The reason you might want to do this is if you have nodes on multiple continents, including slow ones like Australia, you can omit those from the set of nodes you need to wait for to complete the commit.

      Example: A 9 node cluster has its nodes distributed over 3 data centers: us-west-1, us-west-2, eu-central-1. The client is in us-west-1, and the network latency to each DC is 4 ms, 23 ms and 153 ms, respectively.
      The fast path electorate includes only 3 nodes in us-west-1, and 2 in us-west-2. This means you can get a fast commit in 4 ms, and reach all nodes that are in the electorate in 23 ms.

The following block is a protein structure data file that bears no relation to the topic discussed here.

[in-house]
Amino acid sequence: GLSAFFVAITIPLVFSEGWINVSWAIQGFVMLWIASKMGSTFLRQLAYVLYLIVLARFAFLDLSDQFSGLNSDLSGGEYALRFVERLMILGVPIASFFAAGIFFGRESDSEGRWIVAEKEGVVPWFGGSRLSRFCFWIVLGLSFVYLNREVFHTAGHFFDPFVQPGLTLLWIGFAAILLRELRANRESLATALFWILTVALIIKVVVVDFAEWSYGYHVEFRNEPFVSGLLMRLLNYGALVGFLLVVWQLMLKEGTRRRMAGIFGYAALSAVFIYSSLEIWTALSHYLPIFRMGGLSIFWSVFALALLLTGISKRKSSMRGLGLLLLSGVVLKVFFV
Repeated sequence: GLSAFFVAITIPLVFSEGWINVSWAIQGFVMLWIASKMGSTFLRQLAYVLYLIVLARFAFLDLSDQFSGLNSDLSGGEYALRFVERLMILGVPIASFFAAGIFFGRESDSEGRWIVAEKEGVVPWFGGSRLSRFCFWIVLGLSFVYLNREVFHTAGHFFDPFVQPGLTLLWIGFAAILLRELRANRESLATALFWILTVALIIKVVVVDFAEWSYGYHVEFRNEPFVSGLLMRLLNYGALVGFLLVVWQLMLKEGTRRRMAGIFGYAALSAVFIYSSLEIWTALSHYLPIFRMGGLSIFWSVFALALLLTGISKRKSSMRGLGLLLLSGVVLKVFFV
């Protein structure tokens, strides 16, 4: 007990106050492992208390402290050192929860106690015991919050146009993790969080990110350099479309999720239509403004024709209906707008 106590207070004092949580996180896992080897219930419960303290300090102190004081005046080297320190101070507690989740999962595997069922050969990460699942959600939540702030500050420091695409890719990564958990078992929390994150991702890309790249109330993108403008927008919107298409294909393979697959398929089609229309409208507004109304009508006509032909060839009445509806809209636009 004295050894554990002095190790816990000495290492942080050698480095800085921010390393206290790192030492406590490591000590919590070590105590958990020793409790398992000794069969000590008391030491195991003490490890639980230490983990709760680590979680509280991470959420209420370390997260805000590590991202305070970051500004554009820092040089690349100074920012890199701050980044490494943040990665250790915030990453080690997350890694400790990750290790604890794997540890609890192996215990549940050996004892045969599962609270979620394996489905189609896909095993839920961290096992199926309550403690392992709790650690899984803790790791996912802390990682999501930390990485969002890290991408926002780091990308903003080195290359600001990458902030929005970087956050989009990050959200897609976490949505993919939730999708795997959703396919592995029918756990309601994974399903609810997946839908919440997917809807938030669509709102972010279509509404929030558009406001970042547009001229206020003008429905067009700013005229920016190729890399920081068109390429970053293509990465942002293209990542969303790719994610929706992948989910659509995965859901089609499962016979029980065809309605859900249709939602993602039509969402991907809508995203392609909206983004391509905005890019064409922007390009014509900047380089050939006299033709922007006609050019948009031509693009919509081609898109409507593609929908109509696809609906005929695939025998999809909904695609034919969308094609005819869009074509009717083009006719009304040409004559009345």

• You can trade off performance against availability/robustness, as long as you satisfy:

      Nodes in electorate >= 2 x Nodes required for quorum + max failed nodes +1

    • Example: For a 9 node cluster, the fast path electorate is 5 nodes, and the client only needs to get a response from 3 nodes. This could be the 3 nodes in us-west-1, so the RTT for a commit is now down to 4 ms! The trade off is that as soon as one node fails, or even just restarts for maintenance, fast path commits are no longer available. (f=0!) However, note that if fast path commits are unavailable, the algorithm simply falls back to the slow path quorum, which is guaranteed to succeed.
    • Example: For a 9 node cluster, the fast  path electorate is 5 nodes, and the client needs 4 responses for a fast path quorum. The latency to commit is now back to 23 ms, but the system can now tolerate one node failing. (...without any impact on availability of fast path. In total the system can of course still tolerate 4 nodes (out of 9) failing.
  • Reconfiguring Electorates (Section 5)